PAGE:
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Rio's Attic: Celebrating the Life and Times of a Dearly Missed River Phoenix

July 16, 1999

Dear all,

I visited Rio's Attic yesterday for the first time and I was so touched by its contents that I felt I had to write and tell you.

I was impressed by the site's seriousness, by the way it deals with River's life and the causes he believed in. By the way, what follows might be a bit long but I really want to tell you the reasons why I think your work is so important.

Like many of us, I'd been a fan of River for a long time when he died. Like many of us, I was absolutely devastated. In a way that is uncomprehensible to most, I felt that his life had helped me see things that I might not have otherwise seen. For example, I had recently become a vegetarian.

His life affected me more than I could ever describe. People found it pathetic at the time. And yet, very few dared laugh at those who, 4 years later, mourned the loss of Princess Diana and left flowers at Kensington Palace.

But obviously, River's lifestyle was too 'alternative' to appeal to a wide audience, and his horrible death became the opportunity for another wave of articles depicting the evils of Hollywood life, and River became a junkie to be splashed on the front pages, surrounded by small black and white mugshots of John Belushi, Jim Morrison, James Dean and so on.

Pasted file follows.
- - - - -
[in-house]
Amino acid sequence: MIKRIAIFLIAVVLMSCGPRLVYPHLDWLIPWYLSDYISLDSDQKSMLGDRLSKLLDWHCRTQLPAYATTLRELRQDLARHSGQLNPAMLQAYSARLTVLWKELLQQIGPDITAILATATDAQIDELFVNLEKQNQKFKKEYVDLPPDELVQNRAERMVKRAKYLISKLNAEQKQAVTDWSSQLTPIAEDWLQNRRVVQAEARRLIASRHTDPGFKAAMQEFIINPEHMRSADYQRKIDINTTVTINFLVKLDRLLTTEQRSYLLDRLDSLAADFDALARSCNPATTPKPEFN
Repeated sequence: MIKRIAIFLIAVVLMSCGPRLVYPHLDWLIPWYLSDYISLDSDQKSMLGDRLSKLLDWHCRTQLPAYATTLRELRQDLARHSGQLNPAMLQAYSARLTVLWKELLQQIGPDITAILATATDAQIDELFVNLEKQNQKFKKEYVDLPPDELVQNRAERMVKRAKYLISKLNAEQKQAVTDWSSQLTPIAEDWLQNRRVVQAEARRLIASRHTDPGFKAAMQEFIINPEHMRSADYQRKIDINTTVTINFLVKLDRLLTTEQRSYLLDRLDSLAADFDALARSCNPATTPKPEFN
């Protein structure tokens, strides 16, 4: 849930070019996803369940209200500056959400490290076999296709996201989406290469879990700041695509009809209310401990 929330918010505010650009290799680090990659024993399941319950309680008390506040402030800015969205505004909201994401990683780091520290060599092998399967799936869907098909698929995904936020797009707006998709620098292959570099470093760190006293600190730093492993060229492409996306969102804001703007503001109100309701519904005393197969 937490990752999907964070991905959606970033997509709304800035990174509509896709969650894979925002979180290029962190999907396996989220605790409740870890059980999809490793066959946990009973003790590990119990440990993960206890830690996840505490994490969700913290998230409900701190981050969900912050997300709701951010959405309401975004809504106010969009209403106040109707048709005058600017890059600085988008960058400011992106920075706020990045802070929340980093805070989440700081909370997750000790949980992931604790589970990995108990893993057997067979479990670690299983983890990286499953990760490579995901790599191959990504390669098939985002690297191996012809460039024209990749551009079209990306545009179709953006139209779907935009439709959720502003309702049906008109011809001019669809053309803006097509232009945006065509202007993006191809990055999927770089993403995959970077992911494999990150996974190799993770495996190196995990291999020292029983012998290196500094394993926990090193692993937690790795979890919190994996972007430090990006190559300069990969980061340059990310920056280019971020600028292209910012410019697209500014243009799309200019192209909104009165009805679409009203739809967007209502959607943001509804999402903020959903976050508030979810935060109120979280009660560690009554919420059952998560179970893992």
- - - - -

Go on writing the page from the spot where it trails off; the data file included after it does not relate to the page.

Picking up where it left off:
For those of us who had followed his career and shared his beliefs, it was the ultimate joke - constantly reminded us that even someone like him could fall for it - someone who was obviously so above the mass of teenage hearthrobs and yet still fell for the old, sad Tinseltown disease.

I remember being upset for months. I also remember that very few articles resisted the temptation of reporting all the subsequent unconfirmed stories about River's 'addiction'.

One Italian magazine thought it was perfectly OK to publish a photo of River's dead body. I remember my anger, and I remember being publicly derided and insulted in the magazine's following issue for having written an 'angry' letter that questioned their use of the photos. Their argument was, a junkie deserves no respect. And I was an idiot, had I not realised? Thinking about it now, I can just quote that famous song by Neil Young, 'The Needle and the Damage Done' - and the line that says 'and every junkie is like the setting sun'.

Thank you for creating Rio's Attic, it's so impartial and informative. It keeps River alive in our thougths, without giving in to gossip, recycled news, tacky memorabilia and so on. We don't need another 'Church of Kurt Cobain' or another 'Cult of Richie [Manics]'; we don't need to become morbidly interested in his death. What matters is that when he was alive, he shone in a business that has image and superficiality as its trademark.

Sadly, I have to say, there hasn't been anyone in the spotlight who has made anything like the impact River had on our lives. Hollywood's most rebellious and so-called 'alternative' representatives are still light years behind, dating supermodels and talking showbiz, but not actually having any interest in this earth and what we're doing to it, in human rights or anything that matters more than their Hollywood mansions.

I hope River's family - those who have now 'infiltrated' showbusiness - well, I hope they'll carry on fighting for what River believed.

Thanks for listening.

Paola Rizzato
London, United Kingdom

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